Whether elected officials are county employees at the center of Floyd Co. harassment trial
WAVERLY, Iowa — Attorneys on both sides of Theresa Farmer’s civil lawsuit against Floyd County spent the morning refining what may be central questions for jurors.
Among those was the issue of whether Farmer and her former boss, Jesse Marzen, were employees of Floyd County. And if so, was Marzen’s behavior while county attorney covered by policies outlined in Floyd County’s employee handbook?
Beyond that, jurors may take up the question of whether Floyd County officials, including Auditor Gloria Carr and the board of supervisors, followed those policies.
To bolster their position, Farmer’s attorneys introduced a videotaped deposition of Jenny Tracy of Austin, Texas. Tracy worked for Marzen as a paralegal for about eight weeks, according to her testimony. The period was was late November 2009 through early January 2010, she said.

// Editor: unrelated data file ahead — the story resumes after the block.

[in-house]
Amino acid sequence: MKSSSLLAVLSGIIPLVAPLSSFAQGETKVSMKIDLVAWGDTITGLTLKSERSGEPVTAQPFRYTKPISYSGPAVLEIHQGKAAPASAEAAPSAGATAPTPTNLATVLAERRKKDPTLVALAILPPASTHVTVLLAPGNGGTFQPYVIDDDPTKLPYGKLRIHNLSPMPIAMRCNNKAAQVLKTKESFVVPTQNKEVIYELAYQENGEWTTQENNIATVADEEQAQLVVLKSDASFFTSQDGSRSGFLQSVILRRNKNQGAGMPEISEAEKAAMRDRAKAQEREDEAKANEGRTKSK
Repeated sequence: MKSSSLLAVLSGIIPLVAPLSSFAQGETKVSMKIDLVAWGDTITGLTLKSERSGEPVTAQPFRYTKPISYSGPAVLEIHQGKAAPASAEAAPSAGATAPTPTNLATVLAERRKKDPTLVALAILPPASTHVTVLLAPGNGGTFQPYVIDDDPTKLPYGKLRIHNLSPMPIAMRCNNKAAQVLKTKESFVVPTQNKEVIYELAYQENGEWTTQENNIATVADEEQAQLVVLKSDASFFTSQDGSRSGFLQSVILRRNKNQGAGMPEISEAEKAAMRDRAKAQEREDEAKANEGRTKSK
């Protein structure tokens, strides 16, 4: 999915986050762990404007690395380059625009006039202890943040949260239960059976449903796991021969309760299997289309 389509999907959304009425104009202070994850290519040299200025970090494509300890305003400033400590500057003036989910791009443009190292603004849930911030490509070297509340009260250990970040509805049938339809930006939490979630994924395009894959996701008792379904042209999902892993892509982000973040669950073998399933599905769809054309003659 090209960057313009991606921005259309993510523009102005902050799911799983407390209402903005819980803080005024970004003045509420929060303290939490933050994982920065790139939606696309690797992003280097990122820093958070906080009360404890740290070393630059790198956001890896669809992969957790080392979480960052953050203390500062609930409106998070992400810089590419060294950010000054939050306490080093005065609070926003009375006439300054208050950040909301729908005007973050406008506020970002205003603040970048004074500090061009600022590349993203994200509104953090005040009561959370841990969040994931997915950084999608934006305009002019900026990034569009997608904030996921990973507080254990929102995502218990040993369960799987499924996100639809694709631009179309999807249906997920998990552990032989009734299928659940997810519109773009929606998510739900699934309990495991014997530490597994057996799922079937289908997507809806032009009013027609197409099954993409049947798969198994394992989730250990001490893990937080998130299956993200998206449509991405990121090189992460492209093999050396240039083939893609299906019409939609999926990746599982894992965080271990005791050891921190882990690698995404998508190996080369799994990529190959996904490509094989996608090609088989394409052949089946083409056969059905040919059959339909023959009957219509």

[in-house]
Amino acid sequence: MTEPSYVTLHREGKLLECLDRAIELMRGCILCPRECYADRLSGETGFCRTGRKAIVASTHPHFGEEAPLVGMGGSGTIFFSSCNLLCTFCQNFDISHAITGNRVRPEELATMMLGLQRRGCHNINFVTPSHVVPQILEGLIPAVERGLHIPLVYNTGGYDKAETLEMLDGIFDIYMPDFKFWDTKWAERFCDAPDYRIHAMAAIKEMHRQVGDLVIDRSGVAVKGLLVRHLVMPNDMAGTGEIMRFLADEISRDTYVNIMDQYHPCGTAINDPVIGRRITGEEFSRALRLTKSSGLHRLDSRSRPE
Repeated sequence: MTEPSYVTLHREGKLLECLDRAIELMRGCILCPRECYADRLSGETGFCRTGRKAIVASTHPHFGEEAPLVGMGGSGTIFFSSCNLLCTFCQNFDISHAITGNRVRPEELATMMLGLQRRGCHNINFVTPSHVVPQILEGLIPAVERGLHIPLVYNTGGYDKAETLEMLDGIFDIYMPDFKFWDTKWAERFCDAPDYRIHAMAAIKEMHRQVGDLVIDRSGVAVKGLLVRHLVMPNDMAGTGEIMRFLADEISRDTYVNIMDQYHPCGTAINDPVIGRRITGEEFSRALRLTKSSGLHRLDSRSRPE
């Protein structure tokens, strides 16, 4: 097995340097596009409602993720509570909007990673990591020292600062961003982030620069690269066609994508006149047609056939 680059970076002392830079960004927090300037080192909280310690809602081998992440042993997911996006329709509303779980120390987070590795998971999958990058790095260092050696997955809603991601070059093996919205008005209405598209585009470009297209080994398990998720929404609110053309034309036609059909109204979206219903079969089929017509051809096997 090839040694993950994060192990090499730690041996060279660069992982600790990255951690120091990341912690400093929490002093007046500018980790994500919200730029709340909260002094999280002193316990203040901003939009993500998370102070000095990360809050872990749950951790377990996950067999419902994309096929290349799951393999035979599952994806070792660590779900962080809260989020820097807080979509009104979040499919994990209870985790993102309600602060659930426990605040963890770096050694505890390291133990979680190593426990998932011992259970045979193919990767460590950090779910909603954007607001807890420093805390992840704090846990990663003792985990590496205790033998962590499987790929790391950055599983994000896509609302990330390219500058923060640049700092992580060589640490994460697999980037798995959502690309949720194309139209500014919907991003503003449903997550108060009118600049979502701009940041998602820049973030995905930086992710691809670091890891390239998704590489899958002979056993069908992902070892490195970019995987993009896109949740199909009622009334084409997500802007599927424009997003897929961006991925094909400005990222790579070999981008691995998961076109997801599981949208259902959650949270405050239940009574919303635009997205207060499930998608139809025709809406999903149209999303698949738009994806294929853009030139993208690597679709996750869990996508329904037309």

Suspiscion about Marzen’s conduct developed during her initial interview for the job, Tracy said. Besides standard questions, Tracy said Marzen asked if she offended easily.
“He also asked what the dirtiest joke was I knew,” Tracy said on the videotape.
Other situations that made Tracy feel “uncomfortable,” and “degraded and demeaned” developed within days, according to her testimony. On one occasion, Tracy testified Marzen came up behind her as she worked, stood nearby by for an “awkward” amount of time and then made a crude sexual comment.
Marzen also asked Tracy to stay after hours, which, she testified, made her uncomfortable. During one incident, Tracy said Marzen made her stand close to him while he checked her work.
Tracy said she believed the employee handbook applied to everyone in the Floyd County Courthouse, including elected officials, and staff members, but also vendors and visitors to the building.
“It was my understanding it applied to all county employees across the board, including the county attorney,” Tracy said.
The handbook, she added, also demanded “personal integrity” from employees but promised they could “work in harmony” and receive “fair treatment and consideration” in return.
Tracy noted what she described as an obligation to report sexual harassment to either the board of supervisors or county auditor’s office.